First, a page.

2 Little-Known Ways Your Plan to Combat Infertility May Be Backfiring

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If your partner and you have been trying to conceive a child and haven't had luck for a few months, then you have likely begun looking into methods to increase the chances of conception by changing your bedroom habits. However, if you are following commonly circulated advice about increasing your chances of conception too closely, those changes in your lifestyle may actually be backfiring. Read on to learn how those methods of increasing the chances of conception may actually be contributing to your difficulty conceiving and what to do instead. 

1. Relying Too Much on Ovulation Charting or Using the Information Incorrectly

One of the first steps you may have taken after having trouble getting pregnant for several months may have been beginning to track your BBT, or Basal Body Temperature, with a thermometer and only making love with your partner after your temperature rises a bit when you ovulate. 

Sounds good, right? Unfortunately, this strategy could actually be the cause of your difficulty conceiving. First, you are actually most fertile during the four days before ovulation, so you should ideally be making love before that BBT rises and not after. This means that to predict when you are most fertile, you must track your BBT for several months and then, if your temperature rises during the same day of your monthly cycle for several months, make love during the several days preceding ovulation. 

However, if you notice that your BBT does not rise at the same time every month or doesn't seem to rise at all during the month, then keep charting your daily temperature and visit an infertility center. This information will be very valuable to your doctor, and they can use your daily BBT readings to help determine why you are having trouble conceiving.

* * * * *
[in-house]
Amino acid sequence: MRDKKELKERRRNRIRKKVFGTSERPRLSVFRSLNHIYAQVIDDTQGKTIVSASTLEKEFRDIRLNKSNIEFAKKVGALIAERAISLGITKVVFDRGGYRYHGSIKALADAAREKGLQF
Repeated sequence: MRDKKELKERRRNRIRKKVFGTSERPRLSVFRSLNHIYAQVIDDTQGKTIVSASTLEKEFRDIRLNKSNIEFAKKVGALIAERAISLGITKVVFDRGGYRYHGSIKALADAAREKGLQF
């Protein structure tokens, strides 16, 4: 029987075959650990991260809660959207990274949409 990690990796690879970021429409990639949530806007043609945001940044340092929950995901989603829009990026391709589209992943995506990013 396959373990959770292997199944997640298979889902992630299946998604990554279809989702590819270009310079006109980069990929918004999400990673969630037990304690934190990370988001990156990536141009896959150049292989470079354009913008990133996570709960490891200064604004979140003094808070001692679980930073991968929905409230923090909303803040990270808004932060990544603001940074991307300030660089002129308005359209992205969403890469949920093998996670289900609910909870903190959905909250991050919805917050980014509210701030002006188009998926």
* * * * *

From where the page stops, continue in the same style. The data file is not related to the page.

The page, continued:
2. Using Lubrication When Love-Making

To increase your chances of conception even higher than relying on any fertility-charting methods, fertility doctors recommend simply making love every day or every other day all month long until you have conceived. If you have read and are already following this advice, then just be sure that your partner and you are not using personal lubricants during intercourse. 

Of course, you know that personal lubricants with spermicides in them should not be used when you are trying to conceive, but the use of any personal lubricant has actually been shown to decrease the chances of conception for several reasons. First, your vagina pH is tailored to create the optimal environment for the survival of sperm. Personal lubricants can make your vagina more acidic, and this acidic environment can actually kill sperm. The lubricants also inhibit the motility of sperm, which means the lubricant prevents them from "swimming," which is what they need to do to travel through your cervix and into your uterus to meet with your egg. While there are "fertility-friendly" lubricants on the market, and studies show that while they inhibit sperm motility less than typical lubricants, fertility-friendly lubricants still inhibit the sperms' ability to swim.

What should you use instead? You should avoid using all personal lubricants during intercourse when trying to conceive. If you are experiencing vaginal dryness when making love every single day, then cutting back to every other day may help. However, if you experience frequent vaginal dryness for no known reason, this could be a clue into why you are having difficulty conceiving altogether. Vaginal dryness is one of the key signs that your body is not producing enough estrogen, and a lack of estrogen can cause your body to stop ovulating. If you suspect that this may be the cause of your vaginal dryness, then visit an infertility clinic, and they can run hormone tests to help you find out whether you have a hormonal imbalance that is preventing conception and help you correct your estrogen deficiency. 

If you are trying to conceive a child with your partner and are not having any luck, then make sure your bedroom habits are not actually contributing to your infertility. If you feel like you are doing everything "right" in the bedroom and still can't conceive, then experts recommend visiting a fertility clinic such as Delaware Valley Institute of Fertility after one year of difficulty if you are under the age of 35 and after six months of difficulty if you are over 35. However, it can never hurt to visit one earlier, especially if you notice that your BBT isn't changing every month or you have chronic vaginal dryness.